Helston Railway is becoming closer to achieving its dream of linking to the town with a train service – albeit one just for fun at this stage.

While ambitions of one day connecting to the mainline are still a long way in the future, linking the heritage railway attraction to Helston is much more realistic now.

The group of enthusiasts now have verbal support from all the owners of land that carries the track between their base at Prospidnick and Water-ma-Trout.

While some of the the paperwork is still being finalised, it means there is a strong likelihood that visitors will one day, in the not so very distant future, be able to catch the train at a new station to be built at Water-ma-Trout and ride the line all the way to Prospidnick Halt, before returning again.

Steve Curtis, a guard at the railway and one of the group's directors, said: "We've had the Cober Viaduct surveyed and we have been told it's in just as good condition as it was when it was built 160 years ago.

"We're looking forward to getting out there at some point."

Colin Savage, Marcus Laugher and Sarah Norris onboard the steam locomotive Peckett 2000

Colin Savage, Marcus Laugher and Sarah Norris onboard the steam locomotive Peckett 2000

Before that can happen, however, a huge amount of undergrowth has to be cut back and the track bed cleared – and the group is always looking for new volunteers to help with the work.

The plan is also to create a dedicated entrance for those arriving at the railway at Prospidnick.

In the meantime the heritage railway, which began at Trevarno in 2005 and is now based at Prospidnick, has one again begun operating trains for visitors, running steam services on Thursdays and Sundays each week.

Steam locomotive Peckett 2000 is currently hauling a single carriage and it is planned that a second carriage will be added later in the year, with the aim to also operate diesel hauled trains at some point this year.

Finn Holwell, Steve Curtis and Steve Ivill are there to welcome guests

Finn Holwell, Steve Curtis and Steve Ivill are there to welcome guests

Trains depart from Prospidnick Halt at 10.30am, 11.30am, 1pm, 2pm and 3pm, with morning services being generally busier than afternoon trips.

Visitors can just turn up as the railway doesn’t take bookings, but tickets must be purchased from the shop which is adjacent to the car park.

Helston Railways tickets are the traditional cardboard Edmonson tickets and visitors can look forward to the guard punching a hole to say that they have travelled.

Visitors are advised to give at least 15 minutes to purchase tickets and make their way over to the train.

The locomotive pushes the train on its outward journey, as the railway does not have a facility to turn yet, meaning it is then at the front of the train for the return journey.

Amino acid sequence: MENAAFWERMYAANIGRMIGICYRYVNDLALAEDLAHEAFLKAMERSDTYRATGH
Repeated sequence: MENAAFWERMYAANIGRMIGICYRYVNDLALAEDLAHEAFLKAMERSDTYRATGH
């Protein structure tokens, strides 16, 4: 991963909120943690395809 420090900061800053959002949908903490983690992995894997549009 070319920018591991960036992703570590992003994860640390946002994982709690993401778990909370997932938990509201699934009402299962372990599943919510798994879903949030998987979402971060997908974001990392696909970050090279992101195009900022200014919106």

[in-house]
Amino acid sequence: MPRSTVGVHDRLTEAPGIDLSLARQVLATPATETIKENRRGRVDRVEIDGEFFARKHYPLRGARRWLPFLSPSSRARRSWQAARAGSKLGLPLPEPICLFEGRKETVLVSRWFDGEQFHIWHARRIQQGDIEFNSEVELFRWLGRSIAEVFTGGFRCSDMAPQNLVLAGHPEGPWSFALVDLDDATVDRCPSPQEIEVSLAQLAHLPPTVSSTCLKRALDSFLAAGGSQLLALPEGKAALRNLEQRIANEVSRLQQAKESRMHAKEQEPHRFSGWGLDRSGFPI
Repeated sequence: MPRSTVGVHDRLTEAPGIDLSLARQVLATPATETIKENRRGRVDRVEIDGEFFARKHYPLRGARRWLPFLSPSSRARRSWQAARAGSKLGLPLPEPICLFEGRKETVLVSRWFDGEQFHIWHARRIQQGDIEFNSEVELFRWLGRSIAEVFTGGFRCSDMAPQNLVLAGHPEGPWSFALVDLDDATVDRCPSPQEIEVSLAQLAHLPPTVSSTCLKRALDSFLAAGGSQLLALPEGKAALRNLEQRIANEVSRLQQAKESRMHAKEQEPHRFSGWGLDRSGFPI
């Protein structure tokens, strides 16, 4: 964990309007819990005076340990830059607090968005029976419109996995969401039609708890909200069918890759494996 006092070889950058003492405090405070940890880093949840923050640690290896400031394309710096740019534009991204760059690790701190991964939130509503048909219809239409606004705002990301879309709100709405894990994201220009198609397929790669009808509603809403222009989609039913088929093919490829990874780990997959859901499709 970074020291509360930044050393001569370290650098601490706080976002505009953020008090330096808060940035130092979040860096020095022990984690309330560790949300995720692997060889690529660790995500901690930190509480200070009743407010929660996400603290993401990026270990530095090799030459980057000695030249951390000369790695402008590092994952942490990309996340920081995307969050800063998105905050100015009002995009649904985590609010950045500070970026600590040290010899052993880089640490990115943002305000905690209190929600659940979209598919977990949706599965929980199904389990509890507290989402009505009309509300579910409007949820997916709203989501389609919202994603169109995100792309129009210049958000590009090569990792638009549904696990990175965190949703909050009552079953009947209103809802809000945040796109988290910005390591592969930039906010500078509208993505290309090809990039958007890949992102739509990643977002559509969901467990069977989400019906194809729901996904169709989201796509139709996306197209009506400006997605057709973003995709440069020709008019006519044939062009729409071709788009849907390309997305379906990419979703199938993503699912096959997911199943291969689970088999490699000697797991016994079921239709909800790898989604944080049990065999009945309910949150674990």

Currently the track is just over a mile in length, with the whole journey taking approximately 40 minutes.

Marcus Laugher helps drive the trains

Marcus Laugher helps drive the trains

The end of the line is currently Turthall Halt, which is manned by a station master who greets the train. It is the only station from the original line, which closed to the public in 1962 but was lovingly rebuilt as a replica of the original and features a pagoda shelter – an exact copy of the structures that were once a common sight on the Great Western Railway.

Passengers are invited to get off at Truthall Halt and have a look around as the train waits for around 20 minutes. Visitors can also enjoy the museum which is housed in the pagoda shelter and learn about the railway’s history and the ongoing work to restore it, as well as chat to the train crew. It is even possible to stand on the footplate and feel the heat of the fire.

Station dog Athena in her special GWR hat

Station dog Athena in her special GWR hat

Dogs are allowed on the trains, although the platform at Prospidnick can be difficult for some dogs. The railway has a number of ways to help dog owners who come to visit, and owners are encouraged to speak to a volunteer if they need support.

The railway even has its own resident dog, Athena, who can normally be found in the guard’s van or duty manager’s office at the end of the platform, in her special GWR hat.

Before or after their journey, visitors are able to visit the stationary buffet car, which is now adjacent to the shop next to the car park and serves cooked breakfasts, lunches, cream teas and afternoon teas.

The next big event at the railway will be its vintage vehicle event in September.

The group plans to clear land all the way to Water-ma-Trout in Helston

The group plans to clear land all the way to Water-ma-Trout in Helston